My father was in the U.S. Navy. Not for long, but he did enlist out of high school in 1944. He did his naval training at Sampson Naval Training Base in Romulus. Shortly after Dad's basic training, he was honorably discharged because of a health issue. So, although his service was brief, I needed to find out as much about it as I possibly could.
- Monday, January 28, 2013
Local foods worthy of national spotlight
Well, President Obamaâ€™s second inauguration is over and we can all breathe a sigh of relief and satisfaction.
- Monday, January 14, 2013
Remembering lives of the not-so-famous
I write about 25 columns a year for this paper. And I must admit, this annual one is always my favorite. A lot of famous people left this world last year, including General Norman Schwarzkopf, Senator Daniel Inouye of Hawaii, jazz pianist Dave Brubeck, singer Andy Williams and TV's George Jefferson actor -- Sherman Hemsley.
- Monday, December 31, 2012
Canines create unforgettable moments
Last year, I used my holiday column to pay tribute to my dog, Stella. The darn dog actually received fan mail after that, and has insisted that I do a shout-out to her canine colleagues each year around this time. So, to keep Stella happy, here goes.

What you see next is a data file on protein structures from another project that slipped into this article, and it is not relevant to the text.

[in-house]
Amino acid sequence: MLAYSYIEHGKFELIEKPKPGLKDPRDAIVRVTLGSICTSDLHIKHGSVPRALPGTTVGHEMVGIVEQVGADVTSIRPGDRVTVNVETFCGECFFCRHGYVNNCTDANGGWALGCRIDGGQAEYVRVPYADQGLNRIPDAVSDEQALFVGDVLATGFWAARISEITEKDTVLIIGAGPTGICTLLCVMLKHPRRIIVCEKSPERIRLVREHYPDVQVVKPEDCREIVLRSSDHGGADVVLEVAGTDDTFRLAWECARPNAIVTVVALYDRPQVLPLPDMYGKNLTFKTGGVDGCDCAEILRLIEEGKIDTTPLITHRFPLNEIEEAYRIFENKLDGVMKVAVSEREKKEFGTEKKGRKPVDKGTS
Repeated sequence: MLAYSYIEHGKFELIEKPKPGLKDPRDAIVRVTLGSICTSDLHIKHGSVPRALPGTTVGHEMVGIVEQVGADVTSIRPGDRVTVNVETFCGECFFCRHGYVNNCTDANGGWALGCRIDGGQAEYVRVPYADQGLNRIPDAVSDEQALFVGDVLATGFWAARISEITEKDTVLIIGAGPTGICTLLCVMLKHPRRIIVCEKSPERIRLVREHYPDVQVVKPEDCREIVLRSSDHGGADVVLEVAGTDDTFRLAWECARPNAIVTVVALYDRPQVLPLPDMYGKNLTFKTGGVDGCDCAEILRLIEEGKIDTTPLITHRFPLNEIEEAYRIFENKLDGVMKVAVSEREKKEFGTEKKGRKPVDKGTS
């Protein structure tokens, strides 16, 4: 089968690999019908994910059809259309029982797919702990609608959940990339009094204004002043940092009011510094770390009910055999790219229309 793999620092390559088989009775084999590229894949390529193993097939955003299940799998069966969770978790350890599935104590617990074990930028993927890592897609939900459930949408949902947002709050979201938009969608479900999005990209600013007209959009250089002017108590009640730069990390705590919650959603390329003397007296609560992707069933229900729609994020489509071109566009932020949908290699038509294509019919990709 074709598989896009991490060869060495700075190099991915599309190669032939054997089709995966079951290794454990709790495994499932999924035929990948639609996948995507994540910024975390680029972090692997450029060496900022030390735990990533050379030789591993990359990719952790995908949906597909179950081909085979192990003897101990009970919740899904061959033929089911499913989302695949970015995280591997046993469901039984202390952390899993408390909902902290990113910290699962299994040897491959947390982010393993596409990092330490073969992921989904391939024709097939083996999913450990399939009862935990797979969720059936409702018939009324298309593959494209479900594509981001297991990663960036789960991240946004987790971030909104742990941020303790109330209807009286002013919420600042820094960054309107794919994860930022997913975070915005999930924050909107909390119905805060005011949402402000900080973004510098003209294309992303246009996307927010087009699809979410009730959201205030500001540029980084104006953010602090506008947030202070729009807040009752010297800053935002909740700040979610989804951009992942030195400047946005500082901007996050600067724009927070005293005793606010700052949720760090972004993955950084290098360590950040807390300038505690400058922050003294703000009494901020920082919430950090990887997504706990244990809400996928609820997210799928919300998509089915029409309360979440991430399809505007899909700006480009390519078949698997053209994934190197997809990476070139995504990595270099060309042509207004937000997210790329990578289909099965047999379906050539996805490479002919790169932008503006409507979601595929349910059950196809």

- Monday, December 17, 2012
Nothing like an old-fashioned movie theater
What is it about a movie theater?
- Monday, December 3, 2012
Chuck's daughter returns to a town full of memories
My daughter Frances, OHS Class of 2000, came home for Thanksgiving last week after not having been in her hometown for nearly five years. I asked her to be my "guest columnist" to share her thoughts about coming home for the holidays. I hope you enjoy her story.
- Monday, November 19, 2012
Time to move on after grueling campaign season
Nobody likes a presidential election campaign better than I do. But this one darn near took a piece out of me.
- Monday, November 5, 2012
One nasty hurricane more than enough for one lifetime
Hey, Sandy! Don't let the door hit you on the way out.
- Monday, October 22, 2012
Latter-day stunt men still knew how to thrill
What is it with all these crazy stuntmen all of a sudden?
- Monday, October 8, 2012
Andy Williams, last of the great crooners
When singer Andy Williams died a week ago, it truly was an end of an era.
- Monday, September 24, 2012
Senator's farm was all I imagined
Many years ago, when I first arrived in Oneonta, Daniel Patrick Moynihan was the senior senator from New York state. His top aide, Ross Frommer, used to come into the radio station for interviews and to tell my audience about the various legislative efforts involving "their senator."
- Monday, September 10, 2012
Family's history includes ancestor who knew Lincoln
- Monday, August 27, 2012
Making up for lost time on Facebook
If there ever was a true-blue phenomenon, it is Facebook.
- Monday, August 13, 2012
Father's Day gift prompted my first fish story
My family has given me a lot of interesting Father's Day gifts over the years. This year the wisenheimer 15-year-old in the house decided to bestow a special present to me on "my day."
- My pal Brucie, savior of Sidney's hospital